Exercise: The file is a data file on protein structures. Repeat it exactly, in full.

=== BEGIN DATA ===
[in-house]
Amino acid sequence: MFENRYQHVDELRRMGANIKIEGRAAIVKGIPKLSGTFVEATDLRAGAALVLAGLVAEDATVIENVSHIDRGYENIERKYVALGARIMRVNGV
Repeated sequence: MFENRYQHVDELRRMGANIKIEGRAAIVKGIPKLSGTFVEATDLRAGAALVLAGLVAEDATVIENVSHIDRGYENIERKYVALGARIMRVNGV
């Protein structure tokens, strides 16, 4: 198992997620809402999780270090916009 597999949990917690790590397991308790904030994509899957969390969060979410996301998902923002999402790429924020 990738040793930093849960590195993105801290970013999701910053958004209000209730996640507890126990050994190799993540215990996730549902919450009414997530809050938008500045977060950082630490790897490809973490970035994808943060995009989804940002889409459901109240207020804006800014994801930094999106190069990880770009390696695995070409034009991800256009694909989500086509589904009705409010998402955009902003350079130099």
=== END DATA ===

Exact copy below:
[in-house]
Amino acid sequence: MFENRYQHVDELRRMGANIKIEGRAAIVKGIPKLSGTFVEATDLRAGAALVLAGLVAEDATVIENVSHIDRGYENIERKYVALGARIMRVNGV
Repeated sequence: MFENRYQHVDELRRMGANIKIEGRAAIVKGIPKLSGTFVEATDLRAGAALVLAGLVAEDATVIENVSHIDRGYENIERKYVALGARIMRVNGV
């Protein structure tokens, strides 16, 4: 198992997620809402999780270090916009 597999949990917690790590397991308790904030994509899957969390969060979410996301998902923002999402790429924020 990738040793930093849960590195993105801290970013999701910053958004209000209730996640507890126990050994190799993540215990996730549902919450009414997530809050938008500045977060950082630490790897490809973490970035994808943060995009989804940002889409459901109240207020804006800014994801930094999106190069990880770009390696695995070409034009991800256009694909989500086509589904009705409010998402955009902003350079130099």